Public radio is a beautiful thing. It connects with the sights and sounds and people from around the world, it fills our cars and homes and sprits with music, it connects us with our community, and it can even be a reminder of home.
We had to find out more. We asked him: “Tell us more about these fans! How has the capability of online streaming changed or enhanced the listener experience? And what does it mean to you?”
Here is what he has to say:
As a confirmed Luddite, I'm naturally suspicious of any kind of electronic communication beyond land-line telephones (and what exactly was wrong with dial phones, anyway?). But I have to admit that my life and the life of SWING ON THIS would be poorer without the World Wide Web. For instance, the show's great friend -- and inveterate traveler -- Sam Barrett was able to pick up a recent broadcast while he and his wife, Paula, were floating down the Amazon River in Brazil! Even Bob Wills himself, broadcasting on that famous flame-throwing station KVOO in the '30s, never reached that far with his western swing.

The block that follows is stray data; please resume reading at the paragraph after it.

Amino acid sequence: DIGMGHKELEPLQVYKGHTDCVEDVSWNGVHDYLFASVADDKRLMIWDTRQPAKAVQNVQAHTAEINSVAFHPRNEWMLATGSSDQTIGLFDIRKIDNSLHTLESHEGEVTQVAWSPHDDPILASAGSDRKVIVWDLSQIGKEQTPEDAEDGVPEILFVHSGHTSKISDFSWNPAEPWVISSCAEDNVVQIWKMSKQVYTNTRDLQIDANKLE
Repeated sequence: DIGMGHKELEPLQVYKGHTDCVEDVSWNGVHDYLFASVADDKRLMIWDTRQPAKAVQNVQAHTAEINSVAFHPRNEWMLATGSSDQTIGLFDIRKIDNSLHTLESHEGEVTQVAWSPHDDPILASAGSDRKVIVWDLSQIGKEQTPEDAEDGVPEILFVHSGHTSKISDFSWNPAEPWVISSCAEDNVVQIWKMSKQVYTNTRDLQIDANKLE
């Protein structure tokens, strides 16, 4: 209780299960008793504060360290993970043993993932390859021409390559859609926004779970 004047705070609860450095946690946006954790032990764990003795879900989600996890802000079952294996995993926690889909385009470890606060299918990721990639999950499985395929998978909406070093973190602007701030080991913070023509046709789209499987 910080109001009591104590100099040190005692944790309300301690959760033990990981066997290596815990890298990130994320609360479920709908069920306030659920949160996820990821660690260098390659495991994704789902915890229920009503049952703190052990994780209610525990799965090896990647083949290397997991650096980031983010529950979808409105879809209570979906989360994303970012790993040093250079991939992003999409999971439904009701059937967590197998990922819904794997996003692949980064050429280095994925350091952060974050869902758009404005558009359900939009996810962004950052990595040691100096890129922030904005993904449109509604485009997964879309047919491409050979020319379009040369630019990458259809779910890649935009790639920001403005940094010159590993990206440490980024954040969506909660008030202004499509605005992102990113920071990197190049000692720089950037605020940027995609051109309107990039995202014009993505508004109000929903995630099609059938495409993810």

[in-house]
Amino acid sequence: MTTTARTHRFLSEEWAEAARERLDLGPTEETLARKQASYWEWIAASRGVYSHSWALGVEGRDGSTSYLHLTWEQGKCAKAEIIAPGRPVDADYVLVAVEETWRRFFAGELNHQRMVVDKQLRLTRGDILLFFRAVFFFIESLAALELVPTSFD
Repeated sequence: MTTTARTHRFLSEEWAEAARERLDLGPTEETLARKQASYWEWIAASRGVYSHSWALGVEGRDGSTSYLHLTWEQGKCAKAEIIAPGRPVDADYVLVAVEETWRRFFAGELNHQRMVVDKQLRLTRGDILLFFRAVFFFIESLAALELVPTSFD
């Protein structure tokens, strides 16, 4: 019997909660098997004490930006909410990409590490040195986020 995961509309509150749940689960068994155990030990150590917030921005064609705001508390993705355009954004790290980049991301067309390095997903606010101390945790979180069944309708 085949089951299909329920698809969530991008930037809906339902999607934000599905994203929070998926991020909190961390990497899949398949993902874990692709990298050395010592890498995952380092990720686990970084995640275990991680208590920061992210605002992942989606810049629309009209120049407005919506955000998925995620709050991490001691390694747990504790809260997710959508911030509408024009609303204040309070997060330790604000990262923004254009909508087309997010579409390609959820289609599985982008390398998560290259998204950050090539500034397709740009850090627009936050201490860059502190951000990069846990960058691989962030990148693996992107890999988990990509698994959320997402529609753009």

When he's home, Sam also pulls us in on the computer, as he's a Maine resident. Californian AP McQuiddy, who contributes mightily to SWING ON THIS's playlists, does the same, as do many others from all over the country. And those within range of the Public Radio Tulsa signal, like our longtime listeners Bettye and Gary, keep us posted when they're traveling, often sending postcards from the road. They go above and beyond, too. A few years ago, for instance, they designed and printed cocktail napkins promoting SWING ON THIS. (Or maybe they just wanted 'em for the glass-lifting portion of each broadcast.) I can't imagine any show having a better or more intriguing group of listeners!
Radio fills our lives, our homes, and cars with enrichment anywhere, anytime. And that is a beautiful thing.